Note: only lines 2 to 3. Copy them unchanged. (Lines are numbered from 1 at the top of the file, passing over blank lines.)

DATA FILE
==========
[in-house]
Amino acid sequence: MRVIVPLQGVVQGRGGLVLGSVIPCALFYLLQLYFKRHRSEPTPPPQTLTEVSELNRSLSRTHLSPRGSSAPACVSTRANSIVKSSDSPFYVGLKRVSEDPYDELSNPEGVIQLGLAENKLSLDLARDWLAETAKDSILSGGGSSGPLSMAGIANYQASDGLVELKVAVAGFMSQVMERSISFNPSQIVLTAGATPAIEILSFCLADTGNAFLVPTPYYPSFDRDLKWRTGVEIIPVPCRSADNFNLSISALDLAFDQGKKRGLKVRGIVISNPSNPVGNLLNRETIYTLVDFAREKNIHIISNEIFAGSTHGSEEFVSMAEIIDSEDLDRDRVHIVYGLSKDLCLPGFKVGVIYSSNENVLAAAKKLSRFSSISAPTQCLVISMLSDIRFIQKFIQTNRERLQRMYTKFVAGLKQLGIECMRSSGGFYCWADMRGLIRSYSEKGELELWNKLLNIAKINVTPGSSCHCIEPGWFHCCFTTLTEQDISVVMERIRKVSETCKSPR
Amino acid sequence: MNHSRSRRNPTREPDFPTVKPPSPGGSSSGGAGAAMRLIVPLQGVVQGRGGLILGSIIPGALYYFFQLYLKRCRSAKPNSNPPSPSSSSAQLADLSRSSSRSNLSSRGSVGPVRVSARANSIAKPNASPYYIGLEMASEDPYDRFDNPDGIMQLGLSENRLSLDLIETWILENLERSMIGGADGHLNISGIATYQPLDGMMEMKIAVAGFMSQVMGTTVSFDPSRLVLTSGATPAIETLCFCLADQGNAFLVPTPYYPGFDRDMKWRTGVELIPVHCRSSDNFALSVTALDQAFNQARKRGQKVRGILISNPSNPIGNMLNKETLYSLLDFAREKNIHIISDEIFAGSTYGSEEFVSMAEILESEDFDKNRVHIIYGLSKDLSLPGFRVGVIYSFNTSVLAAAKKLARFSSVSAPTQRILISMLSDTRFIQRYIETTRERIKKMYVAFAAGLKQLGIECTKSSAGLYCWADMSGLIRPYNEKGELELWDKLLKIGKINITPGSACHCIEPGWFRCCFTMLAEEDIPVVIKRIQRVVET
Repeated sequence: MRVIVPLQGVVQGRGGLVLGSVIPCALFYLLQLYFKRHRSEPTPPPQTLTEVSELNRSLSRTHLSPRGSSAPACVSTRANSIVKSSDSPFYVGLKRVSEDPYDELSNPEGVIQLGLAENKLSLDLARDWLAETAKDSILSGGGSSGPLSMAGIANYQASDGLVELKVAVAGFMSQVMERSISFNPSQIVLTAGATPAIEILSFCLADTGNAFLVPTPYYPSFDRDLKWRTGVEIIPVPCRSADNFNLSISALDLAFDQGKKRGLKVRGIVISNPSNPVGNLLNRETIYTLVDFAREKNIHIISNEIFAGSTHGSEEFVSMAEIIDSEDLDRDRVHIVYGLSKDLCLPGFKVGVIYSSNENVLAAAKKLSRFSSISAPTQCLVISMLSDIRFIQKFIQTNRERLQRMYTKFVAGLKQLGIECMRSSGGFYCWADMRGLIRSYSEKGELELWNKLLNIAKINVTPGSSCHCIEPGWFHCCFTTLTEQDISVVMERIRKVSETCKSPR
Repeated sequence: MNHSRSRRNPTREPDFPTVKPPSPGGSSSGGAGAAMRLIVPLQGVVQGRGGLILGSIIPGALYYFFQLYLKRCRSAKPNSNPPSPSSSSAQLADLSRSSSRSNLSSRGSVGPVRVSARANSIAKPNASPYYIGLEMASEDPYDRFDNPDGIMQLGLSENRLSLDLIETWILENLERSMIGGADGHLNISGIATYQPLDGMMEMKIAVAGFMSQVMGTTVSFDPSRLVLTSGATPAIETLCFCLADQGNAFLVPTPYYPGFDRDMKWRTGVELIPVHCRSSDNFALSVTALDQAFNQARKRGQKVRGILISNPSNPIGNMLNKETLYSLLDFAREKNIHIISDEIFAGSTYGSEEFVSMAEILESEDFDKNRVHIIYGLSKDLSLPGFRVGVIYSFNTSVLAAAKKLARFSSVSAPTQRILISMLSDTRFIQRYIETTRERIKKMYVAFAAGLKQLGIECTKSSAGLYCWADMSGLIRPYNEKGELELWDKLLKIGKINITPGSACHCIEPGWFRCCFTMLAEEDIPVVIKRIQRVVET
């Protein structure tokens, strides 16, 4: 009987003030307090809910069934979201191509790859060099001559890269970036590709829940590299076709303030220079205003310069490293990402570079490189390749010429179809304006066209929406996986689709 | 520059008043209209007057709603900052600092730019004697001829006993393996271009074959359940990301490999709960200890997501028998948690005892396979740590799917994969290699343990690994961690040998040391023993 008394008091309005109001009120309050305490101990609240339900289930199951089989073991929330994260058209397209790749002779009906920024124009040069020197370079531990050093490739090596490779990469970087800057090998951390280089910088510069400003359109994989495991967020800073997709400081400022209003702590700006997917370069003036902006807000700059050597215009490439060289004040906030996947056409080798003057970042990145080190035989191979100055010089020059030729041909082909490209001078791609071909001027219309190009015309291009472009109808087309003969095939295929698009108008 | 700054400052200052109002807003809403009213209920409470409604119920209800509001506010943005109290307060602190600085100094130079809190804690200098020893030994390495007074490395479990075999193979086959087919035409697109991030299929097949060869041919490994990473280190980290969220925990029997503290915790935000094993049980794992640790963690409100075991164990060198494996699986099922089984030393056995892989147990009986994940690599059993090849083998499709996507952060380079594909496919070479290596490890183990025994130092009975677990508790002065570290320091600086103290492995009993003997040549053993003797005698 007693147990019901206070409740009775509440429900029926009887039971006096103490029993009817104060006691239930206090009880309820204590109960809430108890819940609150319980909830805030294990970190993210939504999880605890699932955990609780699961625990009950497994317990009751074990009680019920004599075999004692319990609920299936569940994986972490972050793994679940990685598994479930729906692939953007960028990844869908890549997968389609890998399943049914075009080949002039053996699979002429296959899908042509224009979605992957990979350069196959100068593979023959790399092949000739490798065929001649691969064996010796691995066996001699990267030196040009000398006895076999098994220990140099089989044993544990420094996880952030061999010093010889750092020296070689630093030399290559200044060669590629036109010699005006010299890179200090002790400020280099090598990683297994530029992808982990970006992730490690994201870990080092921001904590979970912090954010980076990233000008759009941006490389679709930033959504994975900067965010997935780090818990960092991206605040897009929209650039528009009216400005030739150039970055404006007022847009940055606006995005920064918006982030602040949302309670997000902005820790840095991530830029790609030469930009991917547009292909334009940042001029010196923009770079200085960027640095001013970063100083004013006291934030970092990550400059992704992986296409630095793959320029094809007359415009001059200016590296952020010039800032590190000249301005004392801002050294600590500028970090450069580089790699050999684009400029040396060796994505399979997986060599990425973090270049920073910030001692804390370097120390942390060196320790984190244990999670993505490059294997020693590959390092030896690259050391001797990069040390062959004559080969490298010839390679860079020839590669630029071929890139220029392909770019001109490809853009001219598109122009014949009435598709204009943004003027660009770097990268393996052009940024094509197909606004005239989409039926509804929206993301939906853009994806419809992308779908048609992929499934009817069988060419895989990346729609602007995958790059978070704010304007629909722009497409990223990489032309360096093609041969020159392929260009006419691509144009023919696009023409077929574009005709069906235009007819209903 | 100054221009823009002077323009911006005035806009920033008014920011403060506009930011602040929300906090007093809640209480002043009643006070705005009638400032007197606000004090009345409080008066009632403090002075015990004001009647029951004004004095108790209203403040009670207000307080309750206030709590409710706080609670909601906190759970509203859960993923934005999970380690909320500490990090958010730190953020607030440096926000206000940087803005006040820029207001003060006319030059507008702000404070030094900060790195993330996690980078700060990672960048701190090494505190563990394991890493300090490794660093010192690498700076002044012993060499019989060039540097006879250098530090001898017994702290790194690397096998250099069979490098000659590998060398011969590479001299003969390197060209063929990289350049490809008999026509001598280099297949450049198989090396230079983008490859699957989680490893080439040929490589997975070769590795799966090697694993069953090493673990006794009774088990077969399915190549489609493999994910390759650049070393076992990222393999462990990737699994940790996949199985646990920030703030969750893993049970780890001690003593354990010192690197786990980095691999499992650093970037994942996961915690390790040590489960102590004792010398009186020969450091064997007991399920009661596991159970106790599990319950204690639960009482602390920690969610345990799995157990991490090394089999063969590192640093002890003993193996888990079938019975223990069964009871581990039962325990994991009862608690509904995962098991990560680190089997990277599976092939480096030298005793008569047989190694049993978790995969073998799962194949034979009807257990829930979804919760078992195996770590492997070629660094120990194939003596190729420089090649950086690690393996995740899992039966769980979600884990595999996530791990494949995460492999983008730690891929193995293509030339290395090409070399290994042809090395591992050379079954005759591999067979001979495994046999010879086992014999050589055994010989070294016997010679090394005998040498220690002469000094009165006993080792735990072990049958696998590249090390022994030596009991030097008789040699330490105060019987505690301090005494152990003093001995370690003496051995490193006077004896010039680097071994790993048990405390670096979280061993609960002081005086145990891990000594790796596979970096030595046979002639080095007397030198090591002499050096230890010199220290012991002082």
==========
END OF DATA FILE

Amino acid sequence: MRVIVPLQGVVQGRGGLVLGSVIPCALFYLLQLYFKRHRSEPTPPPQTLTEVSELNRSLSRTHLSPRGSSAPACVSTRANSIVKSSDSPFYVGLKRVSEDPYDELSNPEGVIQLGLAENKLSLDLARDWLAETAKDSILSGGGSSGPLSMAGIANYQASDGLVELKVAVAGFMSQVMERSISFNPSQIVLTAGATPAIEILSFCLADTGNAFLVPTPYYPSFDRDLKWRTGVEIIPVPCRSADNFNLSISALDLAFDQGKKRGLKVRGIVISNPSNPVGNLLNRETIYTLVDFAREKNIHIISNEIFAGSTHGSEEFVSMAEIIDSEDLDRDRVHIVYGLSKDLCLPGFKVGVIYSSNENVLAAAKKLSRFSSISAPTQCLVISMLSDIRFIQKFIQTNRERLQRMYTKFVAGLKQLGIECMRSSGGFYCWADMRGLIRSYSEKGELELWNKLLNIAKINVTPGSSCHCIEPGWFHCCFTTLTEQDISVVMERIRKVSETCKSPR
Amino acid sequence: MNHSRSRRNPTREPDFPTVKPPSPGGSSSGGAGAAMRLIVPLQGVVQGRGGLILGSIIPGALYYFFQLYLKRCRSAKPNSNPPSPSSSSAQLADLSRSSSRSNLSSRGSVGPVRVSARANSIAKPNASPYYIGLEMASEDPYDRFDNPDGIMQLGLSENRLSLDLIETWILENLERSMIGGADGHLNISGIATYQPLDGMMEMKIAVAGFMSQVMGTTVSFDPSRLVLTSGATPAIETLCFCLADQGNAFLVPTPYYPGFDRDMKWRTGVELIPVHCRSSDNFALSVTALDQAFNQARKRGQKVRGILISNPSNPIGNMLNKETLYSLLDFAREKNIHIISDEIFAGSTYGSEEFVSMAEILESEDFDKNRVHIIYGLSKDLSLPGFRVGVIYSFNTSVLAAAKKLARFSSVSAPTQRILISMLSDTRFIQRYIETTRERIKKMYVAFAAGLKQLGIECTKSSAGLYCWADMSGLIRPYNEKGELELWDKLLKIGKINITPGSACHCIEPGWFRCCFTMLAEEDIPVVIKRIQRVVET